What worries me is that i have seen a Buffy that i don't recognize, robbing banks and doing girls and jumping on Angel after 2 minutes of fighting him.
    Now this doesn't help your point, since Buffy robbing a bank is something that Joss came up with and that was actually revealed in an issue written by him, Buffy/Satsu is something that he came up with, and space frak is a major plot point that he must have either came up with or, it was someone else's idea, agreed with.

    And what worries me is that i am going to see an Angel based on what he did in season 8,
    i am going to see a Willow who was superpowered and now has no powers,
    Well, she has no powers, that's a fact of the plot. It doesn't make any difference who writers the issues, they're going to have to deal with that fact.
    i am going to see a Spike who will just be Buffy's puppy comforting her,
    Based on what? When did that happen in season 8? Because Spike seems to be giving Buffy a pep talk in a preview panel, he is her 'puppy'? He even managed to give Harmony a pep talk in "Harm's Way".

    i am going to see a Buffy feeling bad because of what happened and what her beloved one did
    You don't know what kind of Buffy you'll see.

    Some of the things that you complain about in season 8 are things that writers from the show are responsible for, mainly Whedon. And he's still the one that has to agree on every plot point. What guest writers bring in is dialogue and details of characterization.
    You keep waiting for the dust to settle and then you realize it; the dust is your life going on. If happy comes along - that weird unbearable delight that's actual happy - I think you have to grab it while you can. You take what you can get, 'cause it's here, and then...gone.

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    Quote Originally Posted by TimeTravellingBunny View Post
    Uh, how does having actually watched the entire show hinder one from being able to write the characters as they are now? That's really the strangest idea I've ever encountered on this forum. By that logic, BtVS should have had different showrunners and different writers every season. So we could all have a brand new set of characters each year with just the same names and actors. Character's history is in intrinsic part of who they are, it's what defines them. You can't write a character well if you have no clue where they come from and how they've evolved. What do you think makes you more qualified to write for Willow, for instance - just knowing that "she's a powerful witch who's lost her powers and whose previous girlfriend was killed" as you've figured out from S8, or that she's a powerful witch who's just lost her powers and who used to be an insecure nerd who felt insignificant in school and still hadn't gotten over those issues years later, and who went dark and tried to destroy the world after her girlfriend was killed? To really be able to write the characters, the minimal qualifications you have to meet is to have seen all of seasons 1-7 and read all of season 8 (including the one-shots and supplementary comics) - in other words, everything that is canon. Saying that "they don't have the time because they're professionals" is the most absurd thing ever. They have to have time for it because they're professionals! It's their frakking job! And they should make an effort not to be sloppy about it. If the fans can do it - and many people have been able to go through 7 seasons of a TV show in just a few months, despite having jobs or school/college to devote time to - then certainly someone whose job is to do that should be able to do it, too!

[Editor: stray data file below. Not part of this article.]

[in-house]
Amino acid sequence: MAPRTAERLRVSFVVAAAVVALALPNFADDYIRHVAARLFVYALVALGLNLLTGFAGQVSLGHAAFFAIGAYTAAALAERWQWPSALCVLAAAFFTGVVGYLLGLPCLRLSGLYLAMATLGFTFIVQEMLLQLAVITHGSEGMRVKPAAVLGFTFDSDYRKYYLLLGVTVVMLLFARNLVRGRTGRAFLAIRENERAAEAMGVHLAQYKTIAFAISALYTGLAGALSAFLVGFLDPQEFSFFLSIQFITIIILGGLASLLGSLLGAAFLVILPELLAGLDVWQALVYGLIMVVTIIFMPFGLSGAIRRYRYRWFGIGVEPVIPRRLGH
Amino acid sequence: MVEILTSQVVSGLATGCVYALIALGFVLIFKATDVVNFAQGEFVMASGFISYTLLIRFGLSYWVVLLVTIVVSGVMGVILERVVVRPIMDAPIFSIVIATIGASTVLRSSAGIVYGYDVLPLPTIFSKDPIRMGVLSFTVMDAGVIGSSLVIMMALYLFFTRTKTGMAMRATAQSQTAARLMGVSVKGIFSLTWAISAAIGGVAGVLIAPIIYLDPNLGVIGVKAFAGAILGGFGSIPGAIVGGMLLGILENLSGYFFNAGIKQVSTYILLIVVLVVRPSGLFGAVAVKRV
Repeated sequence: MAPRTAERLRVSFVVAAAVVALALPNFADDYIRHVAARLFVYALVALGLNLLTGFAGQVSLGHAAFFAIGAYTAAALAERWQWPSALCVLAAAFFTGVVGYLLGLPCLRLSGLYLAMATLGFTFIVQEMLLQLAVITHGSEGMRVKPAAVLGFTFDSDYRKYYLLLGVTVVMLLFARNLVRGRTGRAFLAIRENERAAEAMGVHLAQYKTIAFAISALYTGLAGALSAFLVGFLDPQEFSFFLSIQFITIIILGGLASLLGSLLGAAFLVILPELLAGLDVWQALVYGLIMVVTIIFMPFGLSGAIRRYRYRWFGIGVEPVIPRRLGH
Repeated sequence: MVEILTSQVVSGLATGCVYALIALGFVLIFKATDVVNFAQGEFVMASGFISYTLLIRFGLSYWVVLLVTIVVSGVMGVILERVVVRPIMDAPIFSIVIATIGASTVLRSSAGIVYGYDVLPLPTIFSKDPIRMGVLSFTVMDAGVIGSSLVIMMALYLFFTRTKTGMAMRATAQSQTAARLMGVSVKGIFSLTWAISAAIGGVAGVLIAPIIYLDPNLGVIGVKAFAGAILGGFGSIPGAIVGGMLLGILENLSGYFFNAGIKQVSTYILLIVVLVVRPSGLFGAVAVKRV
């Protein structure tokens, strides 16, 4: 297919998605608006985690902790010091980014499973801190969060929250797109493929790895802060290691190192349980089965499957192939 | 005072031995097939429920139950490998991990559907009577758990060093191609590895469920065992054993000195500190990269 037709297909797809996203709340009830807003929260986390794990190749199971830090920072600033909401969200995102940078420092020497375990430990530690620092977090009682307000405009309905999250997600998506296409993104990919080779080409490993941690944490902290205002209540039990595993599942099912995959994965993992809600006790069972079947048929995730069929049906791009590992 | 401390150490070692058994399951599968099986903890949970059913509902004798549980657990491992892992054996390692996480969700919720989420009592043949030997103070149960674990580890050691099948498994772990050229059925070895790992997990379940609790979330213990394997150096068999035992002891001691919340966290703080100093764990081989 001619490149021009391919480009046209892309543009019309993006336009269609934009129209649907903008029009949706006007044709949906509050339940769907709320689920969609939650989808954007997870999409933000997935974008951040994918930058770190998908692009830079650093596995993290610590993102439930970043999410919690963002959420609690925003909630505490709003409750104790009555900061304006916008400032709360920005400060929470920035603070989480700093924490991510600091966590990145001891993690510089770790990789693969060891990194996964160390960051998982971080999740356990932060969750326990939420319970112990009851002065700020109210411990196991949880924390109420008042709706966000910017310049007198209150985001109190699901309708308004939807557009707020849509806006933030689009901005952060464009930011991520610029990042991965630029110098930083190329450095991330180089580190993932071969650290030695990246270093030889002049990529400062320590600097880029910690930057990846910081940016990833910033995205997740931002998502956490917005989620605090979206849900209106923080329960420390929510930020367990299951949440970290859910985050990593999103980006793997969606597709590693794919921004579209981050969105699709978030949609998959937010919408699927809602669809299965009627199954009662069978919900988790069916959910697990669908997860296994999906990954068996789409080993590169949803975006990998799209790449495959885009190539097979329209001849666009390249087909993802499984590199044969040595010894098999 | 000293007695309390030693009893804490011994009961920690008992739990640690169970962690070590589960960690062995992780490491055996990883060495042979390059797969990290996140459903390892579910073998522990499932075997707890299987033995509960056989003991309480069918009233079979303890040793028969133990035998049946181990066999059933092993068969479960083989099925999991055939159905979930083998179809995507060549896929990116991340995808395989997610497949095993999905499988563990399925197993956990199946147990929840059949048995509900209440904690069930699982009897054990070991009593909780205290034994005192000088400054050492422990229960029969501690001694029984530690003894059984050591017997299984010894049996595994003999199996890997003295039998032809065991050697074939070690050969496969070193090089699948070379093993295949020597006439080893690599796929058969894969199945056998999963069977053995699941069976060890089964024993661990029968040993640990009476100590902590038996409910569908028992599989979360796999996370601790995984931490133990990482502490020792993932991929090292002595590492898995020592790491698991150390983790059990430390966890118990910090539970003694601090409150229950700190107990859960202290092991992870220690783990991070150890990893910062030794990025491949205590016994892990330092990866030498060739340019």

Wow, that isn't what I said at all. But this is the "Season 8" section, I should expect nothing less than someone not actually reading something. What I was saying (bolded for tl; dr) was, if I had a choice between Gail Simone watching the show and reading the comics to base her "Season 9" writing on, with her just doing research by reading synopsis and glancing over episodes/transcript of the TV series, I would rather her read the comics, because it is more inline with the characters now. I am not saying she shouldn't at least know the character's pre-comic history, because yes, that is very important, but watching EVERY SINGLE episode of the show is completely unnecessary. I don't need her to watch 'Beer Bad' or 'The Puppet Show' or 'Him' to write "Season 9" effectively.

    Quote Originally Posted by sueworld View Post
    God really? I'm afraid some of us don't see it that way sadly. I barely recognize some of the main characters in this, but then for me Whedon seems to have left so many gaps as to why characters came to make the decisions that they did I'm not surprised really.